U.S. financial markets went into last week's congressional election showing little concern about the potential for Democrats to retake the U.S. House.
But Democratic control of the House and the Senate was more than some investors could stand. They began to flee many health-care stocks on Wednesday and Thursday, fearing that Congress' new makeup could pose a threat to health-care pricing and thus industry profit margins.
Just how worried markets should be over the power shift on Capitol Hill is a matter of debate on Wall Street. Many investment pros see no point in getting too worked up about the Democratic victory because they believe President Bush would veto any legislation that would unnerve investors.
And of course, it would be absurd to presuppose that everyone who owns a stock or bond is a Republican. Plenty of Democrats and independents also invest, and many of them certainly felt better, not worse, about the country's future after Tuesday.
Still, in the markets, perception often substitutes for reality. In the big picture, a key question is whether investors will begin to perceive that the new Congress' priorities--particularly on trade issues--will add to inflation pressures in the economy.
If the Federal Reserve were to perceive the same, policymakers might be less willing to begin cutting short-term interest rates in 2007, even if the economy slows further. Worse, they might lean toward more rate hikes.
Since July, the powerful rally in stocks and the plunge in long-term bond yields have been powered in large part by the Fed's decision Aug. 8 to halt its two-year-long credit-tightening campaign. Markets aren't prepared for that campaign to restart.
Fed officials would never publicly say they're worried about the Democrats, but they aren't deaf to the party's complaints about free trade.
Some Democrats--and some Republicans--contend that the global trade boom of the last two decades has been unfair to U.S. workers as many domestic jobs have shifted to low-wage nations such as China.
Sens. Charles Schumer (D-N.Y.) and Lindsey Graham (R-S.C.) have written legislation that would levy tariffs on imports from China. They say China unfairly controls the value of its currency to keep export prices low.
Treasury Secretary Henry Paulson succeeded in September in talking Schumer and Graham out of calling for a vote on the bill, saying it could provoke retaliation by China and spark a trade war.
Now the Democrats' gains in the election raise the prospect of new momentum in Congress for what Republicans label protectionist sentiment.
A protectionist agenda could fuel inflation in two ways. One would be by directly raising import prices, either via new tariffs or by U.S. jawboning of China and other goods producers to change government policies that keep prices down.
That, in turn, could give U.S. companies greater flexibility to raise prices or to stop pushing hard for improved productivity.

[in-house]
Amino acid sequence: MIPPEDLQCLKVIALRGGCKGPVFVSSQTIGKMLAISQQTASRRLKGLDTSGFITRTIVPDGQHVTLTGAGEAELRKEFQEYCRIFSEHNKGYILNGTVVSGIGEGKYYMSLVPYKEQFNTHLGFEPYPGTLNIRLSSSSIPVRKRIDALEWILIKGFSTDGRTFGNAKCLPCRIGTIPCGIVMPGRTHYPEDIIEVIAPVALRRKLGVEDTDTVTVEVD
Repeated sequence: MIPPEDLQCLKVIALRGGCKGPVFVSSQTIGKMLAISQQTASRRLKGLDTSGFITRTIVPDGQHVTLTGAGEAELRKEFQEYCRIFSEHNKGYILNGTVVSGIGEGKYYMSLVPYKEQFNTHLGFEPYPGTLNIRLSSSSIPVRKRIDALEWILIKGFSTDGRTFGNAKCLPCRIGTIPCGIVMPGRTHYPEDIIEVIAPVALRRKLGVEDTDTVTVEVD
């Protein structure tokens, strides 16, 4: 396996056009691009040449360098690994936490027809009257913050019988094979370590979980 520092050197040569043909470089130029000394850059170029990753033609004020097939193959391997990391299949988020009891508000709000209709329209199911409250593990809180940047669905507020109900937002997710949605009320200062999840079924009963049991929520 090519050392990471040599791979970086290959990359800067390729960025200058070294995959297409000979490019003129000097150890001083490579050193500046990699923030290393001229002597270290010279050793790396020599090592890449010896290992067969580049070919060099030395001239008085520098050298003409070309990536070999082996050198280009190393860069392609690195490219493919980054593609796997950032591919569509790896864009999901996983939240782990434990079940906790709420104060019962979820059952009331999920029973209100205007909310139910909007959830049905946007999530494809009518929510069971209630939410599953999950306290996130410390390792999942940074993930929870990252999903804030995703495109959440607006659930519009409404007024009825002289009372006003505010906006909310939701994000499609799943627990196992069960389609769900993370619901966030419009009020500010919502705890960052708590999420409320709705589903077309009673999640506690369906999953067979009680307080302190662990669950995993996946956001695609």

A second trigger for higher inflation could be a further, and abrupt, decline in the dollar that would automatically make foreign goods or services more expensive for Americans.
What would make the dollar go down? A wave of selling of U.S. stocks, bonds and other dollar-denominated assets by foreign investors who decide their capital would do better elsewhere.
Of course, the threat of a massive foreign exodus from U.S. assets has hung over markets since the mid-1980s. Since then, as the nation's trade deficit has ballooned, so has foreigners' stake in U.S. assets. The feared rush out has been a rush in.
But in recent weeks there have been renewed rumblings about the risk of capital fleeing the dollar. On Thursday, Zhou Xiaochuan, the head of China's central bank, said at a conference in Frankfurt that China was following "a very clear diversification plan" for its $1 trillion in foreign currency reserves, the bulk of which now are in dollar-denominated assets.
A Democratic push to restrict trade for the sake of domestic jobs could accelerate a move out of the dollar, warned Joseph Quinlan, market strategist in Bank of America Corp.'s global wealth and investment management unit in New York.
"Any signs of growing U.S. protectionism or a shift toward more isolationism will hardly be welcomed by foreign investors," he said.
Stock and bond market optimists can argue that dangerous protectionist moves either won't be on Democratic leaders' agenda, will be foiled by Bush or simply are too far out on the horizon to worry about.
In the meantime, for stocks in particular, the backdrop still favors the bulls. The economy continues to grow, albeit at a slower pace; corporate earnings remain robust; and the market historically has been a big moneymaker for investors in November and December.
Besides, if protectionist fears do begin to deepen, it will be obvious enough: Just watch the dollar.
Tom Petruno is a columnist for the Los Angeles Times, a Tribune Co. newspaper.Copyright © 2015, Los Angeles Times